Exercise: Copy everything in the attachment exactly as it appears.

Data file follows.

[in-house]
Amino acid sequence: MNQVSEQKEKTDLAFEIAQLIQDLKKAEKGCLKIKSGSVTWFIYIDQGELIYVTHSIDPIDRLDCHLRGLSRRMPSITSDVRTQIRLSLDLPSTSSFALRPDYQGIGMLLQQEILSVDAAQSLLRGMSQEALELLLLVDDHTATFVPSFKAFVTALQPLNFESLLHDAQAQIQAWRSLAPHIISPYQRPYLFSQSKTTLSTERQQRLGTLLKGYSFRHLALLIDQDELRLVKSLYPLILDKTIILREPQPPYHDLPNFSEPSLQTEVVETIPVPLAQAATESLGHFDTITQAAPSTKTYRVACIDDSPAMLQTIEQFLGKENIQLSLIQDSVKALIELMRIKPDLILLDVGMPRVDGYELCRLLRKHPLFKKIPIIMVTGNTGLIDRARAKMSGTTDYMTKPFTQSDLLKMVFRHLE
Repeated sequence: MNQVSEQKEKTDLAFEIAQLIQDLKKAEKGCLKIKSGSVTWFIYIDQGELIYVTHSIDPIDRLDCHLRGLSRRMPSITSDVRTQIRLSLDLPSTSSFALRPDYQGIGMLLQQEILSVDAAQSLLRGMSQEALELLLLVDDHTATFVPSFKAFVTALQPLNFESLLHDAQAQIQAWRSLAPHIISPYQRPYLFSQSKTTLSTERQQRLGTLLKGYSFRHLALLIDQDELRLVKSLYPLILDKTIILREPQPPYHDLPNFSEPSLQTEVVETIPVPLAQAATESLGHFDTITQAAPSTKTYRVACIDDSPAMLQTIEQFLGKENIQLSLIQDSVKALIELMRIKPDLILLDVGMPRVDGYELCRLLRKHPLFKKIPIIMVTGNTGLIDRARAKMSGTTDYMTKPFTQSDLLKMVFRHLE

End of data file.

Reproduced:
[in-house]
Amino acid sequence: MNQVSEQKEKTDLAFEIAQLIQDLKKAEKGCLKIKSGSVTWFIYIDQGELIYVTHSIDPIDRLDCHLRGLSRRMPSITSDVRTQIRLSLDLPSTSSFALRPDYQGIGMLLQQEILSVDAAQSLLRGMSQEALELLLLVDDHTATFVPSFKAFVTALQPLNFESLLHDAQAQIQAWRSLAPHIISPYQRPYLFSQSKTTLSTERQQRLGTLLKGYSFRHLALLIDQDELRLVKSLYPLILDKTIILREPQPPYHDLPNFSEPSLQTEVVETIPVPLAQAATESLGHFDTITQAAPSTKTYRVACIDDSPAMLQTIEQFLGKENIQLSLIQDSVKALIELMRIKPDLILLDVGMPRVDGYELCRLLRKHPLFKKIPIIMVTGNTGLIDRARAKMSGTTDYMTKPFTQSDLLKMVFRHLE
Repeated sequence: MNQVSEQKEKTDLAFEIAQLIQDLKKAEKGCLKIKSGSVTWFIYIDQGELIYVTHSIDPIDRLDCHLRGLSRRMPSITSDVRTQIRLSLDLPSTSSFALRPDYQGIGMLLQQEILSVDAAQSLLRGMSQEALELLLLVDDHTATFVPSFKAFVTALQPLNFESLLHDAQAQIQAWRSLAPHIISPYQRPYLFSQSKTTLSTERQQRLGTLLKGYSFRHLALLIDQDELRLVKSLYPLILDKTIILREPQPPYHDLPNFSEPSLQTEVVETIPVPLAQAATESLGHFDTITQAAPSTKTYRVACIDDSPAMLQTIEQFLGKENIQLSLIQDSVKALIELMRIKPDLILLDVGMPRVDGYELCRLLRKHPLFKKIPIIMVTGNTGLIDRARAKMSGTTDYMTKPFTQSDLLKMVFRHLE